Inflation flat from previous month, headline CPI at 2-year low
Inflation was flat in October from the previous month, providing a hopeful sign that stubbornly high prices are easing their grip on the US economy and giving the Federal Reserve a possible green light to stop increased interest rates.
The consumer price index, which measures a broad basket of commonly used goods and services, increased 3.2% from a year ago despite being unchanged for the month, according to adjusted figures quarterly from the Department of Labor on Tuesdays. Economists polled by Dow Jones had been looking for readings of 0.1% and 3.3% respectively.
The core CPI was up 0.4% in September.
Excluding volatile food and energy prices, the core CPI increased by 0.2% and 4%, against expectations of 0.3% and 4.1%. The annual rate was the lowest in two years, down from 4.1% in September, although it was still well above the Federal Reserve’s 2% target. However, Fed officials have confirmed that they want to see a series of declines in basic readings, which have been since April.
The markets rallied after the news. The Dow Jones industrial average rose nearly 500 points as Treasury yields fell sharply. Traders also took any possible Fed rate hike almost completely off the table, according to CME Group data.
“The Fed is looking well to effectively end its tightening cycle while inflation continues to slow. Yields are down significantly as investors finally not sure that the Fed is inclined to throw in the towel,” said Bryce Doty, portfolio manager at Sit Fixed Income Advisors.
The flat reading on headline CPI came as energy prices fell 2.5% for the month, offsetting a 0.3% rise in the food index. This was the slowest monthly pace since July 2022.
Shelter costs, a key component of the index, rose 0.3% in October, half of September’s gain as the year-over-year increase slowed to 6.7%. Within the region, owner-equivalent rents, which measure how much property owners can rent, increased by 0.4%. A sub-sector that includes hotel and motel prices fell 2.9%.
“This is a game changer,” Paul McCulley, former chief economist at Pimco and now an associate professor at Georgetown University, said on CNBC’s “Squawk on the Street.” “We have a day of reasonable announcement, because the data clearly shows what we have been waiting for a long time, which is a crack in the shelter part.”
Chicago Fed President Austan Goolsbee called the report “slow but clear progress” on getting inflation back to healthy levels.
Car costs, which had been a major component of inflation during the spike in 2021-22, fell last month. New vehicle prices declined 0.1%, while used vehicle prices were down 0.8% and down 7.1% from a year ago.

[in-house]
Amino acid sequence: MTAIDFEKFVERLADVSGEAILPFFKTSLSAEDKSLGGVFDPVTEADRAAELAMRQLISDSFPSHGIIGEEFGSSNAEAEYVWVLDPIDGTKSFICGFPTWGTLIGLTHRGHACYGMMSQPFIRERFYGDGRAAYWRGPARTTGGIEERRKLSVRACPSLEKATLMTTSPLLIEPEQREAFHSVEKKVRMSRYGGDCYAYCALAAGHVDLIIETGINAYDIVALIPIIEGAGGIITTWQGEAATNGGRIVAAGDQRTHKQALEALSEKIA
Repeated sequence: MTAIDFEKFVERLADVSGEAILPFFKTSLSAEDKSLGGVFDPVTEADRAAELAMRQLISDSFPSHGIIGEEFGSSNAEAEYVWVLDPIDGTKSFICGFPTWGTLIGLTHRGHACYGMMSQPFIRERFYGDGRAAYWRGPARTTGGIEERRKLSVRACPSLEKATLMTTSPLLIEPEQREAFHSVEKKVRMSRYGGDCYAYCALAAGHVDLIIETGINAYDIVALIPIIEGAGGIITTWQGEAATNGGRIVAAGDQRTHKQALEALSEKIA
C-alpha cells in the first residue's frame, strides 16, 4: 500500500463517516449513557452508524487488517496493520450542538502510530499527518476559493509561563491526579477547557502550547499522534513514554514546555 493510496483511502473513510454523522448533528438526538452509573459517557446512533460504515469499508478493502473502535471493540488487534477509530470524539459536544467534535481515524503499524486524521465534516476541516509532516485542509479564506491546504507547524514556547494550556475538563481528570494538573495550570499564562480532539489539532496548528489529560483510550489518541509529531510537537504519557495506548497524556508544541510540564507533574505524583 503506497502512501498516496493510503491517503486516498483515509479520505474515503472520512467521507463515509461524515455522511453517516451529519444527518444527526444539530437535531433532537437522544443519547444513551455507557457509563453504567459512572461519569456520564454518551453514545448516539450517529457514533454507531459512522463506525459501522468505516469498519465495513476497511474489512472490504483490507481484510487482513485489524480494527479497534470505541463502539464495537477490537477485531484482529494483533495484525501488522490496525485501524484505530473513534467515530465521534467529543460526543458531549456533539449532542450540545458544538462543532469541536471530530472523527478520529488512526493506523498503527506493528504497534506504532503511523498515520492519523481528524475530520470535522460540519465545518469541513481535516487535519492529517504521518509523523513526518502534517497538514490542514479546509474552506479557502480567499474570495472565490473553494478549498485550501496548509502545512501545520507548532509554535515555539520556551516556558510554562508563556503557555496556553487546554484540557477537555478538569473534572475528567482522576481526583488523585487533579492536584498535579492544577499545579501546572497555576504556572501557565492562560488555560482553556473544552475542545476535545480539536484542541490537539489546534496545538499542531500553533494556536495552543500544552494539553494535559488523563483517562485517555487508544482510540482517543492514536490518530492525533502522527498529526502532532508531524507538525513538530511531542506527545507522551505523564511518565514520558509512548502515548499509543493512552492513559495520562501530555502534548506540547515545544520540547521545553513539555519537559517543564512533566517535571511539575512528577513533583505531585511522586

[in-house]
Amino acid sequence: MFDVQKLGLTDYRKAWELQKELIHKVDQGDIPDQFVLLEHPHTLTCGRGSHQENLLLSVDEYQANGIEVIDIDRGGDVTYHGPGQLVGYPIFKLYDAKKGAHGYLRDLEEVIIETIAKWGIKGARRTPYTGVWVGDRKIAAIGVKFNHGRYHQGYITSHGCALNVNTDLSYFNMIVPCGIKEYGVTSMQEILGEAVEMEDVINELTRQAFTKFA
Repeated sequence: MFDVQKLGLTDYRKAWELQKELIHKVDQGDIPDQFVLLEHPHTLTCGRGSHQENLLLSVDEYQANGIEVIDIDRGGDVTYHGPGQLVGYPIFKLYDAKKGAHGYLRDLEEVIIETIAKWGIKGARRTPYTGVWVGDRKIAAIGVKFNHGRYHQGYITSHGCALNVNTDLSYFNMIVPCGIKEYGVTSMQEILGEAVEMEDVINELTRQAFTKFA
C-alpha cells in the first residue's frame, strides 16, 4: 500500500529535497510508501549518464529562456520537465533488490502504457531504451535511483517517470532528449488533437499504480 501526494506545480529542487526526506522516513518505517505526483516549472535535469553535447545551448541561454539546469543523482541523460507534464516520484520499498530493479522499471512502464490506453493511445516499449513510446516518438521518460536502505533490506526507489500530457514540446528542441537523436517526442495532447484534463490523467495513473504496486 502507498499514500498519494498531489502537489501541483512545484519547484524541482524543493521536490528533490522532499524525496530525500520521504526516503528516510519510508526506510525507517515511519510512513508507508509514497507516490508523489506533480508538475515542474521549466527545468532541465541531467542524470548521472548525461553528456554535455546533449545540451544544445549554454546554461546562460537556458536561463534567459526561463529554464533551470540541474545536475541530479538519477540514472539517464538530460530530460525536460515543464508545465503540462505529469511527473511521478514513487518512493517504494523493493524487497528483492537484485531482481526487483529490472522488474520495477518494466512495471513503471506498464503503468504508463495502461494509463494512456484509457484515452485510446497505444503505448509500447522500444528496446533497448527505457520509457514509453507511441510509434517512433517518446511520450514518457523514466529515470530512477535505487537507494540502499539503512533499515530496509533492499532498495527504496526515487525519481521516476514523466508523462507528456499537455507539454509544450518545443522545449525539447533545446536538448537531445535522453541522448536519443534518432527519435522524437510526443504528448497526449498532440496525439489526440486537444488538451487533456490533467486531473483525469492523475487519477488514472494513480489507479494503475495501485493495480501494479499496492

Airline prices, another closely watched component, fell 0.9% and are off 13.2% annually. Motor vehicle insurance, however, saw a 1.9% increase and was up 19.2% from a year ago.
The report comes as markets are watching the Fed closely for next steps in a battle against persistent inflation that began in March 2022. The central bank eventually increased the key rate They borrowed 11 times for a total of 5.25 percentage points.
While markets strongly believe that the Fed is done tightening monetary policy, recent data has sent conflicting signals.
Nonfarm payrolls increased in October by just 150,000, indicating that the labor market is finally showing signs of responding to the Fed’s efforts to correct the supply-demand imbalance that has been a factor in inflation. to add.
Labor costs have been increasing at a much slower pace over the past year and a half as productivity has been rising this year.
Real average hourly earnings – adjusted for inflation – increased 0.2% month over month in October but were up just 0.8% from a year ago, according to a separate press release from the Labor Department.
Overall, gross domestic product increased in the third quarter, rising at an annual pace of 4.9%, although most economists expect the rate of growth to slow significantly.
However, other indicators show that consumer inflation expectations are still rising, a likely result of a spike in gasoline prices and uncertainty caused by the wars in Ukraine and Gaza.
Fed Chairman Jerome Powell last week added to market anxiety when he said he and his fellow policymakers remain unsure they have done enough to get inflation back to a certain level. annual rate of 2% and will not hesitate to increase rates if there is no more progress.” t did.
“Despite the tapering, the Fed is likely to continue talking dovish and will continue to warn investors not to be complacent about the Fed’s intention to bring inflation down to its long-term target of 2%,” said Jeffrey Roach, chief economist at LPL Financial.
Even if the Fed is hiked, there is more uncertainty about how long it will keep benchmark rates at their highest level in about 22 years.
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